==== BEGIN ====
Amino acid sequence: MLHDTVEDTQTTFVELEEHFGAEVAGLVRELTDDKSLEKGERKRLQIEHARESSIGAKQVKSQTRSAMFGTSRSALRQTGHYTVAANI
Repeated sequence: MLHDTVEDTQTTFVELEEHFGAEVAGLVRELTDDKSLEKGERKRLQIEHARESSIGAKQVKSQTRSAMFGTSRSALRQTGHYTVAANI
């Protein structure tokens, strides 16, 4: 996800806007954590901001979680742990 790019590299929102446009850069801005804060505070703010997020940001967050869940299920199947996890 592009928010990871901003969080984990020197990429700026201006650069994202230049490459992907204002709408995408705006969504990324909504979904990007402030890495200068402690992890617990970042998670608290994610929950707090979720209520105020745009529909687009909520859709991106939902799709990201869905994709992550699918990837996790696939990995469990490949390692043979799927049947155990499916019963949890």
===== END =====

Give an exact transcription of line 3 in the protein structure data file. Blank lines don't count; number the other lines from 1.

């Protein structure tokens, strides 16, 4: 996800806007954590901001979680742990 790019590299929102446009850069801005804060505070703010997020940001967050869940299920199947996890 592009928010990871901003969080984990020197990429700026201006650069994202230049490459992907204002709408995408705006969504990324909504979904990007402030890495200068402690992890617990970042998670608290994610929950707090979720209520105020745009529909687009909520859709991106939902799709990201869905994709992550699918990837996790696939990995469990490949390692043979799927049947155990499916019963949890």